A watermelon peperomia does best when it receives at least 5–6 hours of sunlight per day. It prefers indirect sunlight and intermittent periods of shade, and can’t handle direct sunlight, even temporarily. An overexposed watermelon peperomia may lose its signature silver and white variegation, while one that isn’t getting enough light may turn a deep green.
The best place for an indoor peperomia is in a partially shaded corner of a bright room. While it may take some experimenting to find the ideal spot for your peperomia, once you do, it will reward you with elegant growth, and stunning variegations.
How Many Hours of Sun Does a Watermelon Peperomia Need?
Small but mighty, your watermelon peperomia can withstand a variety of growing environments. However, it does best with at least 5–6 hours of sunlight per day.
- A watermelon peperomia needs at least 5–6 hours of sunlight every day.
- These plants prefer more sunlight and will grow more quickly if given more time in the sun.
- If regularly deprived of the minimum 5–6 hours of sunshine, your plant’s growth may slow down or stop completely.
Watermelon peperomia is still able to thrive if exposed to longer periods of sunshine. In fact, watermelon peperomias prefer longer exposure to sunlight. If regularly deprived of this baseline amount of sunlight, your plant may slow down or stop growing.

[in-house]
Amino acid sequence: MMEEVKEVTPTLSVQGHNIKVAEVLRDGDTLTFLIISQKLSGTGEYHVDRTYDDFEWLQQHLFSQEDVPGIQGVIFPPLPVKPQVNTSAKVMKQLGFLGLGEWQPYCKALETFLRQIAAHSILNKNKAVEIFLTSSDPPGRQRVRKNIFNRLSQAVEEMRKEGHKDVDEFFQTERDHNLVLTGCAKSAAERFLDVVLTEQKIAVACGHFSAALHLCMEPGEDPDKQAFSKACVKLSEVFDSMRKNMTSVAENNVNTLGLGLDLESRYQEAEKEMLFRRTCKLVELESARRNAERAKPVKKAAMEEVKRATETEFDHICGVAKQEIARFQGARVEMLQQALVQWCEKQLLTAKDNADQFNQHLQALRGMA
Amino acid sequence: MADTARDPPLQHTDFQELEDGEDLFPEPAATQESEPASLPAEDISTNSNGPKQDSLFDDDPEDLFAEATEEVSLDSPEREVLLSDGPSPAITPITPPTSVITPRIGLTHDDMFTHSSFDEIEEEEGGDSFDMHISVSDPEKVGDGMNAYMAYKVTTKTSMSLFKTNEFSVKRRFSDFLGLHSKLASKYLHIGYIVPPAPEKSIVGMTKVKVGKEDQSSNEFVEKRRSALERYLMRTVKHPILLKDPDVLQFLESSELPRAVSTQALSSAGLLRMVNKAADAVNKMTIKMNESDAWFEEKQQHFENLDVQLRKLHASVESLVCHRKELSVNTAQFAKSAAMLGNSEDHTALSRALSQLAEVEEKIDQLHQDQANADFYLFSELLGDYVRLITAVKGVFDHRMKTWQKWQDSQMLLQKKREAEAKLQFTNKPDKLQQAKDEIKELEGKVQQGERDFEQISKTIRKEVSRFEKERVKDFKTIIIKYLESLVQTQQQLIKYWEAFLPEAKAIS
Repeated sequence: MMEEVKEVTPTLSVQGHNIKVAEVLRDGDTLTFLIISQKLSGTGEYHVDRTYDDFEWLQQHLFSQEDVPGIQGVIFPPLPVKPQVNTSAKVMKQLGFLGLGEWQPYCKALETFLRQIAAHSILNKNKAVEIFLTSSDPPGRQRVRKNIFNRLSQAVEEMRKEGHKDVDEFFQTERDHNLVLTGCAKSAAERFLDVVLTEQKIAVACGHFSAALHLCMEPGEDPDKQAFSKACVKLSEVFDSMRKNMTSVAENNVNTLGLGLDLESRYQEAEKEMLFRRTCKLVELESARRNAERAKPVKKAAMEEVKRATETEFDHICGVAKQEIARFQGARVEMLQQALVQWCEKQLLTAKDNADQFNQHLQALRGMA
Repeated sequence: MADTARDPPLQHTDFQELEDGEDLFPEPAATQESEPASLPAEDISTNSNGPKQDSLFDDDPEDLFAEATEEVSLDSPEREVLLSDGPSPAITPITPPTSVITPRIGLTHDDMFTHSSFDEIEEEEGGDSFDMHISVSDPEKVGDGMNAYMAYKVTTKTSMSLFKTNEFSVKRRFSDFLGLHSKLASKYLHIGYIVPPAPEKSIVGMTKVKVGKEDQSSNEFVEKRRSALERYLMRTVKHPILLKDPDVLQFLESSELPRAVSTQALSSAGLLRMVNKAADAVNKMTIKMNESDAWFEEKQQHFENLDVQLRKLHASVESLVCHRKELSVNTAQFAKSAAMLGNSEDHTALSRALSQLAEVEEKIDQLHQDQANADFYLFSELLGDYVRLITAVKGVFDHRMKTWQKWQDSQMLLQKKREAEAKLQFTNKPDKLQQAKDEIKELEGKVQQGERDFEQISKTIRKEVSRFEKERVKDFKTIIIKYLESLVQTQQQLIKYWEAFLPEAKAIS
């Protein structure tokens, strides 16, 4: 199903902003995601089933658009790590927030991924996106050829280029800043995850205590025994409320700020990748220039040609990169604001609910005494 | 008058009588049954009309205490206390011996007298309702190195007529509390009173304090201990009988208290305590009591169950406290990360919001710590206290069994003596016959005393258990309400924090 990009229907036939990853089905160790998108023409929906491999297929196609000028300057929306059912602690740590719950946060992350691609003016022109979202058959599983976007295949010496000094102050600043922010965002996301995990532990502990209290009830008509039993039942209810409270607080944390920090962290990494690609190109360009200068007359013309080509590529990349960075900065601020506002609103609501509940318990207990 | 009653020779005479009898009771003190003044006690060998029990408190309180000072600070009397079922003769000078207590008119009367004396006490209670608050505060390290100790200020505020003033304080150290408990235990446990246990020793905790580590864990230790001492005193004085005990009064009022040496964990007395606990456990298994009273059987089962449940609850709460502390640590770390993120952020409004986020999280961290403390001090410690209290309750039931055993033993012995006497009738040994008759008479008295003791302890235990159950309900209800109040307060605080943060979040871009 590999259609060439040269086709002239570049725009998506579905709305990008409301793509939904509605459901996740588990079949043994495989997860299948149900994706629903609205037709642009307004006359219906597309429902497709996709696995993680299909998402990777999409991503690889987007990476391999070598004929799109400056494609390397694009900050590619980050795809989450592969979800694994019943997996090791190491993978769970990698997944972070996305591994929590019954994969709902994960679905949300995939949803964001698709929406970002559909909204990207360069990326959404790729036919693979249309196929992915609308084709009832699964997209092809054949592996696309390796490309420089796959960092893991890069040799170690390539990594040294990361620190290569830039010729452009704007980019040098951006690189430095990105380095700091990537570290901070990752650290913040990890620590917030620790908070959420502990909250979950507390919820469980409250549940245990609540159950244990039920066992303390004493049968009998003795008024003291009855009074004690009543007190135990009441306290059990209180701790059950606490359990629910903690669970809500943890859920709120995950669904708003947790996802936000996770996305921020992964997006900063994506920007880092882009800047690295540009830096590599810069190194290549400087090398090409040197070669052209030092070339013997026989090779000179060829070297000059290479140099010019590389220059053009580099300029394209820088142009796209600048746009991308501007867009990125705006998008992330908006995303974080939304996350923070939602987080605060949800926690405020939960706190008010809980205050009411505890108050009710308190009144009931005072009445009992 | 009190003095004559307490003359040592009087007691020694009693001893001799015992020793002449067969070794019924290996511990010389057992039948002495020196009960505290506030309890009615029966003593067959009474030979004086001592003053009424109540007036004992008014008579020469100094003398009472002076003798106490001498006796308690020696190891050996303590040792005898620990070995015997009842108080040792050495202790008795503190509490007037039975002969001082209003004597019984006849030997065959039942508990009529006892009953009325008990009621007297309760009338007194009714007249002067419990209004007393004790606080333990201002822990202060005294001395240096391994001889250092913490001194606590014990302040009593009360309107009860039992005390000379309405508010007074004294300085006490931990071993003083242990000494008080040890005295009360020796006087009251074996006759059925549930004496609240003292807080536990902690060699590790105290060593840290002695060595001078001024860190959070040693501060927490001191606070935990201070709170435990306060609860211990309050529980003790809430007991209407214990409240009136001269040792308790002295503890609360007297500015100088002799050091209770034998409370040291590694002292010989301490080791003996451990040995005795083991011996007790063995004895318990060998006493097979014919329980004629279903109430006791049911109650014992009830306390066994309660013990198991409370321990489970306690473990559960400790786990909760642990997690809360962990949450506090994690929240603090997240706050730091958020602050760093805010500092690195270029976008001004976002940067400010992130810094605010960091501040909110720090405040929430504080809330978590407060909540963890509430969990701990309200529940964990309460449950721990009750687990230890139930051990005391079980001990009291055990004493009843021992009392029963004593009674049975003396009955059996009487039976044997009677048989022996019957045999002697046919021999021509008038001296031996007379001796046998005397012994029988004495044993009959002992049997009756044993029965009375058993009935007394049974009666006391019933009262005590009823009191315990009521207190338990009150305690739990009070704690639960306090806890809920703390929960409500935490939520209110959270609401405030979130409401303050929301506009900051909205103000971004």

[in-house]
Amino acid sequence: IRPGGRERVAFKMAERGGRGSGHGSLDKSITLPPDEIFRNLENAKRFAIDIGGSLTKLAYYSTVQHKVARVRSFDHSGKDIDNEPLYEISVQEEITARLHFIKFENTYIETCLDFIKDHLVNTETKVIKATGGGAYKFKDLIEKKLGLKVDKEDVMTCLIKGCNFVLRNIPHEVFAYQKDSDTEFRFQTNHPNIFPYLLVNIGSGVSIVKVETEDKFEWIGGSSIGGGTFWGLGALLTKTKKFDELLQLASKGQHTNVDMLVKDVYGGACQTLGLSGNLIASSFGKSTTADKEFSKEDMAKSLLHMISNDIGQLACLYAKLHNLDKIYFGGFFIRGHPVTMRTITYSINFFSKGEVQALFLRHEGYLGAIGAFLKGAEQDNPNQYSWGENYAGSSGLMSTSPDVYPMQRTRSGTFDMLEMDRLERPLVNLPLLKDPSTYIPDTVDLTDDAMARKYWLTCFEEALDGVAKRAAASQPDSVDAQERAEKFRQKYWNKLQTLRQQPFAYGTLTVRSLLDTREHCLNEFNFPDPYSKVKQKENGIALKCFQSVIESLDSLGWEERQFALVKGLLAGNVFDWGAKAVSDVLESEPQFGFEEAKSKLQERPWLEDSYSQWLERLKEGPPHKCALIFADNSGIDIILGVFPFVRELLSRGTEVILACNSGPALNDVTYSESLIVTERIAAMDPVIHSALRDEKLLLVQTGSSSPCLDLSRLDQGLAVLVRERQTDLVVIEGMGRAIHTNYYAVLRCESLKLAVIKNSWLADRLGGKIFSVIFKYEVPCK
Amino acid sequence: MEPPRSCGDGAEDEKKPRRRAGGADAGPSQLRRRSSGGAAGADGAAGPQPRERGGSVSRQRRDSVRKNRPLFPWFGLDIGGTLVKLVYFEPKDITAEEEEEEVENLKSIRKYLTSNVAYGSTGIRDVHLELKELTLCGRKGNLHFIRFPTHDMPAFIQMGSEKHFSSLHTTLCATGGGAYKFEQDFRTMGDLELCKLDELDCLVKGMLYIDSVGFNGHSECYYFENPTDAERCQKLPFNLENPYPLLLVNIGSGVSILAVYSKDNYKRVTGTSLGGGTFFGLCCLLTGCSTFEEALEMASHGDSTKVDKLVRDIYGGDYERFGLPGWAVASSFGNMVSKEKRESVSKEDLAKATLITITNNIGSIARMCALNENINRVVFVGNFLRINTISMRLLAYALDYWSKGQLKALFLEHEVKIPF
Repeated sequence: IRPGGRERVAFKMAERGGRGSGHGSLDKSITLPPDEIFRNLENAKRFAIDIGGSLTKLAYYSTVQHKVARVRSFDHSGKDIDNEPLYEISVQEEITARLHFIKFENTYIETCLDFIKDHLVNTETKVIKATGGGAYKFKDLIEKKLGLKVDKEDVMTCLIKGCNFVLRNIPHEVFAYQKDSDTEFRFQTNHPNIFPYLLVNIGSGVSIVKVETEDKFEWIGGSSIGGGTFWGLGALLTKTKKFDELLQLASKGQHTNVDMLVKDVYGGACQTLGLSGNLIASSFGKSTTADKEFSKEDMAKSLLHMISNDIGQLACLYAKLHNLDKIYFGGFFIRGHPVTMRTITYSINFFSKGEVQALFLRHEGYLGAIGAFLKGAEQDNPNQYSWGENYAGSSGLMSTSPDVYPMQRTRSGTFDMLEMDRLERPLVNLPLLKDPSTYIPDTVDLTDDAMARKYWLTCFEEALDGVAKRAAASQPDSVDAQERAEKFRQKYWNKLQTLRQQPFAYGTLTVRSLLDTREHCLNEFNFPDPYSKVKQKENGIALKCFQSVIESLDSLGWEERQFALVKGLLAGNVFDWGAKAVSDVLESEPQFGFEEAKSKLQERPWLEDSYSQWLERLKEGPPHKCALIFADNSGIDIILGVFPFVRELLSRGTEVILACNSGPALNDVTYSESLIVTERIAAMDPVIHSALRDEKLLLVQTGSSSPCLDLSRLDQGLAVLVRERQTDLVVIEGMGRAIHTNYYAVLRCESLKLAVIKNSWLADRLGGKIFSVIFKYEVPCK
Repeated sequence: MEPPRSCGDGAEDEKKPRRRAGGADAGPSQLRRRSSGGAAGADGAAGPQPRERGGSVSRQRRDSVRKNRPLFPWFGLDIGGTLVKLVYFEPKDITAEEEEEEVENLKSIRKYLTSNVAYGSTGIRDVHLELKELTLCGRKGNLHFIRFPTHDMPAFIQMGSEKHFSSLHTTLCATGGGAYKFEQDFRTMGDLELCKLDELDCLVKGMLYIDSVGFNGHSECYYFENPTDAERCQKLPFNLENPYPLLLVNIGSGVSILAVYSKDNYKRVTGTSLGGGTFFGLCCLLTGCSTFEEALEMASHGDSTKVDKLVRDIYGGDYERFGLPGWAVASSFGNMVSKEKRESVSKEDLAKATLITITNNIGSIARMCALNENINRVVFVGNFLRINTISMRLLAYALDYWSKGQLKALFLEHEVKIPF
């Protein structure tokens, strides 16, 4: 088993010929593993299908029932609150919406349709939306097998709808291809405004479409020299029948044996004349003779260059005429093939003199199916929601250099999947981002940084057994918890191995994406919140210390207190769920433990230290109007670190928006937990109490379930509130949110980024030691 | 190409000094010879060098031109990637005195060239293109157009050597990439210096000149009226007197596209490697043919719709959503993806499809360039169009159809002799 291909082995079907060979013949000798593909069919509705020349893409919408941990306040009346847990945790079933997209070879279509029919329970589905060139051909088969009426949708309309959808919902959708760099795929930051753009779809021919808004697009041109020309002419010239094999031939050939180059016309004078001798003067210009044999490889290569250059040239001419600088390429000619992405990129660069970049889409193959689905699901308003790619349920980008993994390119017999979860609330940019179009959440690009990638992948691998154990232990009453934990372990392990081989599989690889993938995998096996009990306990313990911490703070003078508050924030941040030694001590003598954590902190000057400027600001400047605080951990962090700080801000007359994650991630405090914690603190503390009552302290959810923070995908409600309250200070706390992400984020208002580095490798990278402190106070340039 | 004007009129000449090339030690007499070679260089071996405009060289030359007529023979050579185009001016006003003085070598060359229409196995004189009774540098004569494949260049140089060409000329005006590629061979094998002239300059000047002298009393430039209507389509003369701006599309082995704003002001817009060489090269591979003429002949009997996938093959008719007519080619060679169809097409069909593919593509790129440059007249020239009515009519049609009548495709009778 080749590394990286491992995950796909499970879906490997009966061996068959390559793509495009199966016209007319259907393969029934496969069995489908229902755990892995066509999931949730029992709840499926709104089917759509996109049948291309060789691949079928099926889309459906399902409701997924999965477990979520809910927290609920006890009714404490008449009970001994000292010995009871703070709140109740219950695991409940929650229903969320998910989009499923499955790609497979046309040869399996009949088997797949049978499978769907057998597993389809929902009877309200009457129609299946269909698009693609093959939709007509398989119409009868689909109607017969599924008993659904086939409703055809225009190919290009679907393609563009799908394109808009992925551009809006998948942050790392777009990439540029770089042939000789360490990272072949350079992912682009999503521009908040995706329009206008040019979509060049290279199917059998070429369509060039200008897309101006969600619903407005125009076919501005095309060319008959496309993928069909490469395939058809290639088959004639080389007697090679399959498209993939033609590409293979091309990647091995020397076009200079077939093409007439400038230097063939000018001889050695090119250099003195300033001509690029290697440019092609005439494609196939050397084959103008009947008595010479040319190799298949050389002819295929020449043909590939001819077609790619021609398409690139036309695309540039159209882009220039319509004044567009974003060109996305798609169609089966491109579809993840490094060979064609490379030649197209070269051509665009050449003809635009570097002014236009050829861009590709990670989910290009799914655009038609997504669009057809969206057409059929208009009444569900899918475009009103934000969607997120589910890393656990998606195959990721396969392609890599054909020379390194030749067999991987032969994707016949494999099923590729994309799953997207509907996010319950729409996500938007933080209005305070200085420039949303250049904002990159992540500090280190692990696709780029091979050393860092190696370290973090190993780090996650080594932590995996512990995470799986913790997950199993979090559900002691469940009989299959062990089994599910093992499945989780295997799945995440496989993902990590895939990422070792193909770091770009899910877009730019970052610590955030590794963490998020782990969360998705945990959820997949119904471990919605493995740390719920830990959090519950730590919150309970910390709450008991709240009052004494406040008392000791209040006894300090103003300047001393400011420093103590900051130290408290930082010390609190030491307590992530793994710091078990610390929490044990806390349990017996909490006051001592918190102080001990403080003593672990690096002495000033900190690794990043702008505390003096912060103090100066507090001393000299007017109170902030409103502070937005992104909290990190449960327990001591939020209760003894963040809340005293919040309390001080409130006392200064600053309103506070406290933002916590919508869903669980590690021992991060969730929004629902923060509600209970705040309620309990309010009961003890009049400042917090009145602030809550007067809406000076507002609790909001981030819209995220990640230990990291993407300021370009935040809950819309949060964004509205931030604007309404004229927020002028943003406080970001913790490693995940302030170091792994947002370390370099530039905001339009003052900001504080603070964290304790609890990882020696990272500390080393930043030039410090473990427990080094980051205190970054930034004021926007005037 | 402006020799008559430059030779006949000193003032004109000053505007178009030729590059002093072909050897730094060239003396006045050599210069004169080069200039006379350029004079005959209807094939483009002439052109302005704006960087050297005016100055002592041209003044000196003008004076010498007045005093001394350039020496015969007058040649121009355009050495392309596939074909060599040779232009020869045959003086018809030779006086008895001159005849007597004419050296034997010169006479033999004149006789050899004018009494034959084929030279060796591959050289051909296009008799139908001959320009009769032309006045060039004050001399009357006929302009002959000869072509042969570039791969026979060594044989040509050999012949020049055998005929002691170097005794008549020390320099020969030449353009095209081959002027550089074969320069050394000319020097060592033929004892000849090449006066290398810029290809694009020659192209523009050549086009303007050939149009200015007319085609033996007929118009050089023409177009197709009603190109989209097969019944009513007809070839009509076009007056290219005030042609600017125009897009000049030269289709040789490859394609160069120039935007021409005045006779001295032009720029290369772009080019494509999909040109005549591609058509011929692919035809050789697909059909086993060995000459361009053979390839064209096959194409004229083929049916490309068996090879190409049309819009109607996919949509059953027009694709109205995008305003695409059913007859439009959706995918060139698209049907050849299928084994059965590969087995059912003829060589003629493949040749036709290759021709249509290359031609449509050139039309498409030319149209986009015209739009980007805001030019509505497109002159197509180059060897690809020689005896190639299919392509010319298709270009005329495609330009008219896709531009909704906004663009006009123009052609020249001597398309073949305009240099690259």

What Kind of a Light Does a Watermelon Peperomia Need?
A watermelon peperomia needs to be exposed to moderate, indirect light. In nature, this plant grows in sunny areas, but is often shielded by other, larger plants.
- A watermelon peperomia needs to be exposed to moderate, indirect light.
- In nature, they grow in bright climates, but are protected from the sun by larger plants.
- To mimic this, try positioning your peperomia in a shady area of a bright room.
The best way to create an ideal growing environment is by putting your watermelon peperomia in a shady corner of a bright room in your home. This will allow your plant to soak up the effects of the sun without being damaged by direct exposure.
Should You Put Your Watermelon Peperomia in Direct Sunlight?
Your peperomia should never be exposed to direct sunlight. Its delicate leaves can’t handle the intense rays of the sun. Instead, it should only be exposed to indirect sun. If you’d like your plant to be positioned near a window, consider placing it beside one that faces east or south.
- Your watermelon peperomia should never be in direct sunlight.
- Direct sunlight can damage the plant’s delicate leaves.
- Instead, expose it only to filtered or indirect sunlight.
- If you’d like to position your plant near a window, consider choosing one that is east- or south-facing.
- It may be helpful to hang a sheer curtain over the window to filter out the harshest rays.
- The safest choice may be to move your watermelon peperomia to an area of the room away from windows that receives intermittent sunlight and shade.
It may also be helpful to cover the window with a sheer curtain, to filter out some of the harshest light. However, the safest choice may be to move your peperomia away from windows and into an area of the room that provides intermittent shade.